I brewed my first batch, an English IPA (Maris Otter, East Kent Goldings, WLP023 Burton Ale Yeast) about a month ago.

Bottled on the 4th November, priming with dextrose monohydrate brewing sugar.

All went to plan (or so I thought) but the beer has a distinct chlorine flavour (although the underlying beer flavour is OK).

I sterilised the bottles with Young's Brew Steriliser and Cleaner and for some stupid reason, didn't read the instructions regards rinsing thoroughly (everything I'd read up to this point had involved "StarSan" so I naively presumed rinsing was not required).

I'm not sure what flavour/s to associate with green beer (I've read many times not to dump a beer so early) so I could do with some reassurance that my suspicions are correct, and to put this down to experience and move on.

Does "green beer" taste like chlorine?


Spoke to supplier, the chap insisted Young's Sterliser/Cleaner is bleach/chlorine based, and it is not just Sodium Metabisulphite (although it may well be an ingredient) so rinse well!

Batch dumped.

  • Can you find the ingredients of your Young's Brew Steriliser and Cleaner ?
    – Philippe
    Nov 20, 2015 at 15:24
  • There's no ingredients listed on the container unfortunately, not a lot coming up online either! :/
    – robmcvey
    Nov 21, 2015 at 13:26
  • 1
    FWIW, I would also avoid products claiming to be a cleaner and santizier all in one. You normally need two products one to clean and one to sanitize. Many people can get a way with these all in ones for a little while but once you encounter a large enough soil/bacterial load (older and older equipment for example) these one step products will fail you. The all in ones tend to be good cleaners and weak sanitizers, depending on how clean the gear was to start with.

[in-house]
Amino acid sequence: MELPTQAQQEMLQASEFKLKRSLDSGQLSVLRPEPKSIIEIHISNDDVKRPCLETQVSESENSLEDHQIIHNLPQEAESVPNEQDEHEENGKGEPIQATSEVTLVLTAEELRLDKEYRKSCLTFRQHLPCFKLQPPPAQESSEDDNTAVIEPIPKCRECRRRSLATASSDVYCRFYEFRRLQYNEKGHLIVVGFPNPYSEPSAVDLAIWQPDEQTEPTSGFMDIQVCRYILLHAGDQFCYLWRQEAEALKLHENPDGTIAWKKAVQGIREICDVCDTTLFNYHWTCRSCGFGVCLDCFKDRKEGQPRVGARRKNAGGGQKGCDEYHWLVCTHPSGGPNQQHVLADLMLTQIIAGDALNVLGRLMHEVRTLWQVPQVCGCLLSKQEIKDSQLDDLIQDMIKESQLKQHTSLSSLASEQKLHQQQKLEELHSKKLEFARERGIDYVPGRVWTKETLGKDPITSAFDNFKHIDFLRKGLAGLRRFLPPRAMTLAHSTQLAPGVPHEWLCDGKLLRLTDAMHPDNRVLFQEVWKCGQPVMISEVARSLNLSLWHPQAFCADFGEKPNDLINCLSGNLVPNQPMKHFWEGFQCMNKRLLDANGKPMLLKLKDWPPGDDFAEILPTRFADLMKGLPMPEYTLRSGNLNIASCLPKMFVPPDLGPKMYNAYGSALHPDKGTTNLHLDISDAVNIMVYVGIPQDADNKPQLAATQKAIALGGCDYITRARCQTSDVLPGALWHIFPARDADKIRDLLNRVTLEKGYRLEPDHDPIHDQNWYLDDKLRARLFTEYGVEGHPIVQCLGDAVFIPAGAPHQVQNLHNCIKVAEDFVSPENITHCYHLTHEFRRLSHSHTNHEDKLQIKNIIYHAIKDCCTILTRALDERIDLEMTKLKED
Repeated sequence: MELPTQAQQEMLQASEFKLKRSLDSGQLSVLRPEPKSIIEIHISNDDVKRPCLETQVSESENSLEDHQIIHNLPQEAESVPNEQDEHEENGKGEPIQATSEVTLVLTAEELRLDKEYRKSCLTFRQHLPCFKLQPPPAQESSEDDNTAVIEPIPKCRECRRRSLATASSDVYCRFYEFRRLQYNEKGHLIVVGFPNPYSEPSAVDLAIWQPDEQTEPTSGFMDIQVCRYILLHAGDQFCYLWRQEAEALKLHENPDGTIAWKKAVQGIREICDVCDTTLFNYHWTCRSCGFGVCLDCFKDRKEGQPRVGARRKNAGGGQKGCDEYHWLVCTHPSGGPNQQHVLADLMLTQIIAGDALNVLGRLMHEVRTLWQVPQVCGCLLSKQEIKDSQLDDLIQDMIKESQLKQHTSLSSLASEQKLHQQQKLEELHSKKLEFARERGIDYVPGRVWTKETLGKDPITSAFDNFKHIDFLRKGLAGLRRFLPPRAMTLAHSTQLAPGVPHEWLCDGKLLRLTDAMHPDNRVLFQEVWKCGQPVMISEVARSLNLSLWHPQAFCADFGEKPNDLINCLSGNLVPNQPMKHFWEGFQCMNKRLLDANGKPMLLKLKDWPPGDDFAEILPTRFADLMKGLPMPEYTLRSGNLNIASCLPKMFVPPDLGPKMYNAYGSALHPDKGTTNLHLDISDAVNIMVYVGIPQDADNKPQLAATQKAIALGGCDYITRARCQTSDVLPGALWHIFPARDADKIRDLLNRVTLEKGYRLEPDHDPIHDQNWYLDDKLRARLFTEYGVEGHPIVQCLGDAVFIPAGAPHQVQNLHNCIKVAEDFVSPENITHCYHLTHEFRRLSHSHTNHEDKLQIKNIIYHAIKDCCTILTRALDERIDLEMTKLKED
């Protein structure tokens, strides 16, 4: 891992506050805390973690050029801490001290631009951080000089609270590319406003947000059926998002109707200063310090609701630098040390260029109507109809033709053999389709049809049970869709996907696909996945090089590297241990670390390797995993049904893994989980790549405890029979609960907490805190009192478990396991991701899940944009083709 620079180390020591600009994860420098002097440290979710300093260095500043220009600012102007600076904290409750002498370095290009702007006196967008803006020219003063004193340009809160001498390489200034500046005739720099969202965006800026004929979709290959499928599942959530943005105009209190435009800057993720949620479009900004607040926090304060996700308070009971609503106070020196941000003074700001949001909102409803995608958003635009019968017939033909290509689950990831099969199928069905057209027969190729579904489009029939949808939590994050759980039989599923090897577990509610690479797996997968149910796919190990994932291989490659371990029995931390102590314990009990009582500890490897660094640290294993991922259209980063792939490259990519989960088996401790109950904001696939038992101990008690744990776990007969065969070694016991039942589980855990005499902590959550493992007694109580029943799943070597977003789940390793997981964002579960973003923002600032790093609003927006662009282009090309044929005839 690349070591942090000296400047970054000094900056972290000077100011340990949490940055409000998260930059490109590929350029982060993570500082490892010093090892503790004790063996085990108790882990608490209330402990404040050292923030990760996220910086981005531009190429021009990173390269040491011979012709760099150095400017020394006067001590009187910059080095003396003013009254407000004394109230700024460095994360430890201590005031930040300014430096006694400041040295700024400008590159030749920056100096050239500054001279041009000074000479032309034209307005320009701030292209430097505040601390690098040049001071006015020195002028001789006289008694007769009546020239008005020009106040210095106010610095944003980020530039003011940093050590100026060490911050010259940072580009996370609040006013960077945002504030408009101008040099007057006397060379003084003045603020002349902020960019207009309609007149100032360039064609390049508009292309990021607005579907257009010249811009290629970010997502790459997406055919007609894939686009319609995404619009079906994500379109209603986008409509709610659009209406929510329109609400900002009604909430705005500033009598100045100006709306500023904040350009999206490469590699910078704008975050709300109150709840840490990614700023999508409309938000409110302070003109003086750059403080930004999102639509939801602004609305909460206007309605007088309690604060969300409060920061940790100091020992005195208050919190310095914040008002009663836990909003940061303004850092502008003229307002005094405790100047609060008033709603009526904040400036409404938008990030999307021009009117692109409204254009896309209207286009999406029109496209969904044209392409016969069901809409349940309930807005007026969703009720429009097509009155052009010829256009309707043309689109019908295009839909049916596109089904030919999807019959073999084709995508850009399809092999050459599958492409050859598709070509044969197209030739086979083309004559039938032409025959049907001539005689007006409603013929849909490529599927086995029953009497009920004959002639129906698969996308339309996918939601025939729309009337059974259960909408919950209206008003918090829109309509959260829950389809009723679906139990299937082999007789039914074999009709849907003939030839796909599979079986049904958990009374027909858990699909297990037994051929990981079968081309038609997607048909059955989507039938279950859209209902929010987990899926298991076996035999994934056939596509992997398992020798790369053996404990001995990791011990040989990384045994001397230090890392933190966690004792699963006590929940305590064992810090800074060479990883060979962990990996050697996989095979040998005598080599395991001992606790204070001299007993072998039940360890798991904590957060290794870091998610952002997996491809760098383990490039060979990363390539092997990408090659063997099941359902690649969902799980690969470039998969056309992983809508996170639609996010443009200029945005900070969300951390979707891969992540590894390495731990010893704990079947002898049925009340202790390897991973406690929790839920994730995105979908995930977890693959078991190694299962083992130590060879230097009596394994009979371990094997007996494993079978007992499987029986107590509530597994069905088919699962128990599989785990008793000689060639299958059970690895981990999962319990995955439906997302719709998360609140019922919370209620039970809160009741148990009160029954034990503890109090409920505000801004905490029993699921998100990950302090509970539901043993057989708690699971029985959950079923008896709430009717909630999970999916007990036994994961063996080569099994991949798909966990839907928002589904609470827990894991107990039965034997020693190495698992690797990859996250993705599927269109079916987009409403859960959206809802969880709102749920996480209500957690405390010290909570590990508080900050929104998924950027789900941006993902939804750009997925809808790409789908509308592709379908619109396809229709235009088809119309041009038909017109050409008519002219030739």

– brewchez
    Nov 23, 2015 at 13:41

3 Answers 3


Sorry, beer that tastes like chlorine doesn't get better. Been there, dumped that.

Green beer flavors tend to be excessive amounts of the expected flavors (sweet, bitter, hop aroma, yeastyness) and sometimes cidery flavors (from oxygen exposure leading to acetaldehyde). These will reduce / go away with some aging.


Dump it. I can't find information about the active ingredients in Young's Sterilizer and Cleaner, but if it requires rinsing it's very likely a bromine or chlorine based cleaner. Bromine and chlorine are both poisonous in high concentrations, so you should not consume the beer.

  • I read that it contains Sodium Metabisulphate, but it must contain something else, since SM is a sanitizer not a cleaner...
    – Philippe
    Nov 20, 2015 at 15:23

'Green beer' doesn't normally taste like chlorine, but everyone's palate is different. The most common source of chlorine is the brewing water. Its possible you can't taste the chlorine in your water if you drink it regularly as tap water. When the chlorine combines with phenols in the malt it can begin to peak over the threshold of flavor detectability.

The good thing about chlorine is if you fill a bucket with all your brewing water first the night before it will dissipate naturally. If its chloramine (more stable version) you'll need to either boil the water or use Campden tablets to get rid of it. That's a pain.

If you know you don't have chlorine in your water supply, then perhaps it is just a green beer flavor; and chlorine is just what it tastes like to you.

I'd keep the batch but start your next batch. Hopefully, the current batch will age out some and become tolerable.

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